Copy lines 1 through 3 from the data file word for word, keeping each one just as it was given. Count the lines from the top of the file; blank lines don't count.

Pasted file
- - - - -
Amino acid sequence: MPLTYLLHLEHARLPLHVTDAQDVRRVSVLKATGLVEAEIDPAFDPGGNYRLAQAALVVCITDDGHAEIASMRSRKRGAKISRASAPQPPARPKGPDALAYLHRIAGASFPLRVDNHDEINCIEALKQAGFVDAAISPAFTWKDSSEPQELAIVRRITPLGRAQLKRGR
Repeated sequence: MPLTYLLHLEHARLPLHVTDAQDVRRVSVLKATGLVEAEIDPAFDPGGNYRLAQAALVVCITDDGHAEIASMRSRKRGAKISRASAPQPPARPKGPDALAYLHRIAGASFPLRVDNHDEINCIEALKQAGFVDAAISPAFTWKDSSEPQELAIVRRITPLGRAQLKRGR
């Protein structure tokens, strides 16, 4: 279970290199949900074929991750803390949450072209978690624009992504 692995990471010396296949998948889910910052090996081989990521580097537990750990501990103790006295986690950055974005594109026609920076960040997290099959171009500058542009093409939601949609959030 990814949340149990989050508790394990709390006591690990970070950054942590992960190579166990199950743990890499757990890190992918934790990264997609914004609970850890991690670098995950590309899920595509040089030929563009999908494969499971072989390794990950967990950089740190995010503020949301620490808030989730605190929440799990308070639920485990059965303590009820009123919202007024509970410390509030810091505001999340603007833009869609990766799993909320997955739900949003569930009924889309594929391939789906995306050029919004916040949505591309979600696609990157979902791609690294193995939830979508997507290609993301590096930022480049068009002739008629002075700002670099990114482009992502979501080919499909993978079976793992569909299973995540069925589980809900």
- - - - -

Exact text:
Amino acid sequence: MPLTYLLHLEHARLPLHVTDAQDVRRVSVLKATGLVEAEIDPAFDPGGNYRLAQAALVVCITDDGHAEIASMRSRKRGAKISRASAPQPPARPKGPDALAYLHRIAGASFPLRVDNHDEINCIEALKQAGFVDAAISPAFTWKDSSEPQELAIVRRITPLGRAQLKRGR
Repeated sequence: MPLTYLLHLEHARLPLHVTDAQDVRRVSVLKATGLVEAEIDPAFDPGGNYRLAQAALVVCITDDGHAEIASMRSRKRGAKISRASAPQPPARPKGPDALAYLHRIAGASFPLRVDNHDEINCIEALKQAGFVDAAISPAFTWKDSSEPQELAIVRRITPLGRAQLKRGR
């Protein structure tokens, strides 16, 4: 279970290199949900074929991750803390949450072209978690624009992504 692995990471010396296949998948889910910052090996081989990521580097537990750990501990103790006295986690950055974005594109026609920076960040997290099959171009500058542009093409939601949609959030 990814949340149990989050508790394990709390006591690990970070950054942590992960190579166990199950743990890499757990890190992918934790990264997609914004609970850890991690670098995950590309899920595509040089030929563009999908494969499971072989390794990950967990950089740190995010503020949301620490808030989730605190929440799990308070639920485990059965303590009820009123919202007024509970410390509030810091505001999340603007833009869609990766799993909320997955739900949003569930009924889309594929391939789906995306050029919004916040949505591309979600696609990157979902791609690294193995939830979508997507290609993301590096930022480049068009002739008629002075700002670099990114482009992502979501080919499909993978079976793992569909299973995540069925589980809900």